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Pugh Family Letters

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Document Type: Autograph Letter Signed

Author: Joseph T. Pugh
Date: July 3, 1864
Place: Columbus, Ohio
To: Family

Physical Description: Ink on paper; 4 pages (25 x 20 cm.) on 1 folded sheet

Number: MSN/CW 5009-8

Transcribed by: Jeremy Kiene and George Rugg, 2006

(Please click on our Technical Details button at left
for more information on transcription conventions,
image scanning conventions, etc.)

Page 1      Images: 150 DPI100 DPI72 DPI

Office Q. M. Dept
Columbus Ohio July 3d 1864

Beloveds at Home

     I have just been to the Post Office thinking possibly there might be a letter for me from home. I recd one from Sarah Ann [i.e., the author's daughter, Sarah Ann Pugh (b. 1835/6)], at noon, day before yesterday -- dated June 30.
Since I last wrote, we have had several very nice rains which has revived the very much improved the appearance of things in general, especially the grass, and shrubbery: before the rain came every thing was so covered with dust, one could scrarcely tell what it was like. When the rain ran from the roof of our Office building &c (which is five stories high) it looked like water from a gutter, twas so muddy.
I think I shall chang my place of boarding on second day evenng -- to Mrs Gobeys. I will at that time have been two weeks with Mrs Williams. I have not said any thing to her yet about it. In many respects it is greatly inferior to Mrs Gs, and in no particular is it equal. I do not know yet know what excuse or reason I will

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give her for making the change -- as I now have the room & bed to myself. the young man with whom I slept for a few nights after coming here is now sleeping at the Drug Store where he is Employed. there are at this time three others here, two of those, sleep some where els and one here. There are however, two others here a part of the time, Lt Prince, went home yesterday on short leave & Lt Clark has been gone several days with a detachment of men for Charleston va, how long he will be absent I know not.
Dr Stanton got a letter from Cuthbertson some days since giving an account of Joe Hoops [i.e., Pvt. Joseph M. Hoopes, Co. C, 63rd Pennsylvania Infantry] & Charley Miller [i.e., Pvt. Charles W. Miller, Co. C, 63rd Pennsylvania Infantry] being killed. I was very sorry to hear of Joes death; it was no doubt a severe stroke on his father -- particularly: the family have my deepest Sympathy. Cutherbertson also mentioned that it had been reported that Evan was also killed, but was not believed -- this the Dr did not mention to me. After getting Sarah Anns letter, I told the Dr & he then read to me, what Cuthbertson had written. I hope the report may prove to be altogether groundless. but we cannot tell

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they have no doubt been very much exposed to the fire of the enemy for the past few weeks and seen some severe fighting: but I have no fear as to the final result of the conflict. The cause of the Rebels is an unholy one, and can not therefore succeed.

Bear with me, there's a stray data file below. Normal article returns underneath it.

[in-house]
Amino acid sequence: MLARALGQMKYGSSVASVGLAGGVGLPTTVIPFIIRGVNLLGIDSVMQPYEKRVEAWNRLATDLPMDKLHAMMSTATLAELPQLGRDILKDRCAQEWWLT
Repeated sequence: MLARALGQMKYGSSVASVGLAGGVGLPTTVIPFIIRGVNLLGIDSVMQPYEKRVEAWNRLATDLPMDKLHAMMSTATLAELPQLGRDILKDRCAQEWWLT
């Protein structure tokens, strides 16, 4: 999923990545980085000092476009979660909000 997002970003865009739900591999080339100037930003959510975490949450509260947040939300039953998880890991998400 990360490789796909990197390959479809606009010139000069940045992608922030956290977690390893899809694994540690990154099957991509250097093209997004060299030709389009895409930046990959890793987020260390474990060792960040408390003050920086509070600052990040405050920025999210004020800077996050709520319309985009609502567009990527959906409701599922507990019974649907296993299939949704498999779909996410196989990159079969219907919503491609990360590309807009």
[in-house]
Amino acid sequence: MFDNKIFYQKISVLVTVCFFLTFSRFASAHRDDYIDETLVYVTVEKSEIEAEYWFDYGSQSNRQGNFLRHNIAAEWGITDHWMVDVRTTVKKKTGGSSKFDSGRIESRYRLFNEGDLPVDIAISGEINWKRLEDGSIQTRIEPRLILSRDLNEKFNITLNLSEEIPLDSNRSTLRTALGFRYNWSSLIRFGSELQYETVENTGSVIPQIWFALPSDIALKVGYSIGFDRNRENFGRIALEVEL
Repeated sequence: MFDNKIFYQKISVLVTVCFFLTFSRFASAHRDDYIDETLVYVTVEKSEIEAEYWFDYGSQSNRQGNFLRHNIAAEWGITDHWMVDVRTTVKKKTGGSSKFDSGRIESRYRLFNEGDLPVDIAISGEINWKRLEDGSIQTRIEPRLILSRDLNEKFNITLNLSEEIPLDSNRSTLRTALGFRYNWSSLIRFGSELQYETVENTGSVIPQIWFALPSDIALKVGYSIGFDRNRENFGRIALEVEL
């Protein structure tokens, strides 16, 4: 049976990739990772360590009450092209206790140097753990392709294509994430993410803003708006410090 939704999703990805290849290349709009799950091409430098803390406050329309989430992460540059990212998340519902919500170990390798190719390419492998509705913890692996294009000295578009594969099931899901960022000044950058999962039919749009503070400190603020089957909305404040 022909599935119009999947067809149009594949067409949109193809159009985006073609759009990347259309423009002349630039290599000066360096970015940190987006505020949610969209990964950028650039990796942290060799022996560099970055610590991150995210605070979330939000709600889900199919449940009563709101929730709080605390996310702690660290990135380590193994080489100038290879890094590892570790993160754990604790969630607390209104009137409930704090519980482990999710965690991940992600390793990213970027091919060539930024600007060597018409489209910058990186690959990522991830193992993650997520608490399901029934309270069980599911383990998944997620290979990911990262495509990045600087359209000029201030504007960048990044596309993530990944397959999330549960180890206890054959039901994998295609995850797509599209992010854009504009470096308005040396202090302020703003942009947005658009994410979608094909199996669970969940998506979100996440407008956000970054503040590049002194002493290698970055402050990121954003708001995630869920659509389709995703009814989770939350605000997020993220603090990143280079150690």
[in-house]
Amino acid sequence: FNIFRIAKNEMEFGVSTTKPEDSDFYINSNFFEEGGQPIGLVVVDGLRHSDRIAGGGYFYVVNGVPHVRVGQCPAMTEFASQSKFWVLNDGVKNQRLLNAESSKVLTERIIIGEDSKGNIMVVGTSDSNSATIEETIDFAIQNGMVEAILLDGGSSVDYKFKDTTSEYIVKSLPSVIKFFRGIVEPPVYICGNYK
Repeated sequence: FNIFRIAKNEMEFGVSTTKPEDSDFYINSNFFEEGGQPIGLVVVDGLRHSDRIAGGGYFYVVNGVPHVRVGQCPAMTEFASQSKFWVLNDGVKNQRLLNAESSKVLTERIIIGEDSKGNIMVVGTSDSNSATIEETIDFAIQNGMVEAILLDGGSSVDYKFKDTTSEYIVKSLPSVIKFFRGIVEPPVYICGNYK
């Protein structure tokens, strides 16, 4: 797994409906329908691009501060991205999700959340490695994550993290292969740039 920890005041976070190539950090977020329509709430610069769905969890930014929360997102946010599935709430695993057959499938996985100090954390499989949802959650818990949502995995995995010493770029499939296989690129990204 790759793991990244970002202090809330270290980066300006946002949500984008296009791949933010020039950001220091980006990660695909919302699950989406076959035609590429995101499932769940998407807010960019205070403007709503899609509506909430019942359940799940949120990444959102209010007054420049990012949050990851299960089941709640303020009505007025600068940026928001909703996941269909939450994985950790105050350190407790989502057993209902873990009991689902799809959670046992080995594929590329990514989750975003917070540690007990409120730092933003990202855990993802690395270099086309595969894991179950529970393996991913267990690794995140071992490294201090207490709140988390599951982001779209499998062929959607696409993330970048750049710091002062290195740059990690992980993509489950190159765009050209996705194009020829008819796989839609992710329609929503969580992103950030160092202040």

I thought a good deal of going home yesterday to spend the 4th with you -- but it costs about $14 to make the round trip And that added to 5$ a week for boarding makes a pretty big hole in a months pay.
     There was no decution made for the time I was absent before. I am still in the Office but we are fully up with the copying. yesterday I copyed the doings of the day before.
The capt has not said anything about when they expect to begin to put up the buildings: they have been making door & window frames, here. I hope the time will soon come for a change. it may not be any better. if it is not -- good by Columbus. I will try and get home to see Cousin Ann D. when does she expect to be out. did John dress in his naval suit when home to shew grandmother.

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I shall feel -- as you no doubt will also, very anxious to hear from the Army of the Potomac for some time to come, and in the event of your getting any intilligence in regard to Evan as well as others from our place, I hope you will lose no time in letting me know. I dreamed last night that Aunt Lydia had got over to our house to see us, Such a thing is not at all improbable I think If I was at home I would try and get her out rideing a little, I think it would do her good. And so Grandmother McCreary has got down. It is a long tim sinc I saw her, but it is no fault of hers -- but mine. I should have gone and seen her when I was at home.
Jack Townsend has been expecting to come here and spend a week or two -- but from thy letter I conclude he will not likely come. I am pleased to learn that Emma & the little M-a-r-y is it? are geting along so well. I suppose the strawberries are all done. We have had new potatoes, peas, beans, beets, raspberrys &c &c for some time past. (& cherry pie). I find the shirt I put on this morning will soon want a new collar it is breaking being starched stiff.
     With my best love to all will now close tell Aunt Lydia that when I come home again I will try and get her over to take tea with us if she is well enough

J. T. Pugh

Transcription last modified: 06 Mar 2007 at 03:06 PM EST

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